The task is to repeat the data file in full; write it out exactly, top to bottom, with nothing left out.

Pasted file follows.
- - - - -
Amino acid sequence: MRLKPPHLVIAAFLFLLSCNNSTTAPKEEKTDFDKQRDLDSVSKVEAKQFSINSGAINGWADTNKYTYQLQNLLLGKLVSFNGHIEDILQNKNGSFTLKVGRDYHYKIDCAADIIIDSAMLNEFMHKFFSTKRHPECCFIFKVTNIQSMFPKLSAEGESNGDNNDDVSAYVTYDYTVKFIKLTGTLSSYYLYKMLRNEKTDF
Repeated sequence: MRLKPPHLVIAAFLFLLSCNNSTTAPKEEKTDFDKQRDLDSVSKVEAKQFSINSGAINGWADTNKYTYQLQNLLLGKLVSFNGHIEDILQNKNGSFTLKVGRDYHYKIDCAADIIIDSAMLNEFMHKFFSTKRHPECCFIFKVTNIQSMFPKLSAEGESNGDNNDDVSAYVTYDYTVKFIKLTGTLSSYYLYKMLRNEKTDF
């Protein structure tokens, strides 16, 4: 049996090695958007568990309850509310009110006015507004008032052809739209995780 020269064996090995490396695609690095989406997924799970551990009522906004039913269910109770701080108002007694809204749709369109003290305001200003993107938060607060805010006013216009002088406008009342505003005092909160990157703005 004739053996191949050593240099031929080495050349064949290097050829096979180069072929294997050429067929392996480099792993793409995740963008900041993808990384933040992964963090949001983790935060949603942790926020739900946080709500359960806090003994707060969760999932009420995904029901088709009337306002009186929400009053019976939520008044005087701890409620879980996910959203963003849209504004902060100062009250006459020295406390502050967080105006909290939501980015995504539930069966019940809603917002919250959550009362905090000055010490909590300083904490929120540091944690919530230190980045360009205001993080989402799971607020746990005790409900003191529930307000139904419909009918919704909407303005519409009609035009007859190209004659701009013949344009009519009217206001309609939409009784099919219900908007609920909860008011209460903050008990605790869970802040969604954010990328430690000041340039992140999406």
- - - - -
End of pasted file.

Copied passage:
Amino acid sequence: MRLKPPHLVIAAFLFLLSCNNSTTAPKEEKTDFDKQRDLDSVSKVEAKQFSINSGAINGWADTNKYTYQLQNLLLGKLVSFNGHIEDILQNKNGSFTLKVGRDYHYKIDCAADIIIDSAMLNEFMHKFFSTKRHPECCFIFKVTNIQSMFPKLSAEGESNGDNNDDVSAYVTYDYTVKFIKLTGTLSSYYLYKMLRNEKTDF
Repeated sequence: MRLKPPHLVIAAFLFLLSCNNSTTAPKEEKTDFDKQRDLDSVSKVEAKQFSINSGAINGWADTNKYTYQLQNLLLGKLVSFNGHIEDILQNKNGSFTLKVGRDYHYKIDCAADIIIDSAMLNEFMHKFFSTKRHPECCFIFKVTNIQSMFPKLSAEGESNGDNNDDVSAYVTYDYTVKFIKLTGTLSSYYLYKMLRNEKTDF
């Protein structure tokens, strides 16, 4: 049996090695958007568990309850509310009110006015507004008032052809739209995780 020269064996090995490396695609690095989406997924799970551990009522906004039913269910109770701080108002007694809204749709369109003290305001200003993107938060607060805010006013216009002088406008009342505003005092909160990157703005 004739053996191949050593240099031929080495050349064949290097050829096979180069072929294997050429067929392996480099792993793409995740963008900041993808990384933040992964963090949001983790935060949603942790926020739900946080709500359960806090003994707060969760999932009420995904029901088709009337306002009186929400009053019976939520008044005087701890409620879980996910959203963003849209504004902060100062009250006459020295406390502050967080105006909290939501980015995504539930069966019940809603917002919250959550009362905090000055010490909590300083904490929120540091944690919530230190980045360009205001993080989402799971607020746990005790409900003191529930307000139904419909009918919704909407303005519409009609035009007859190209004659701009013949344009009519009217206001309609939409009784099919219900908007609920909860008011209460903050008990605790869970802040969604954010990328430690000041340039992140999406």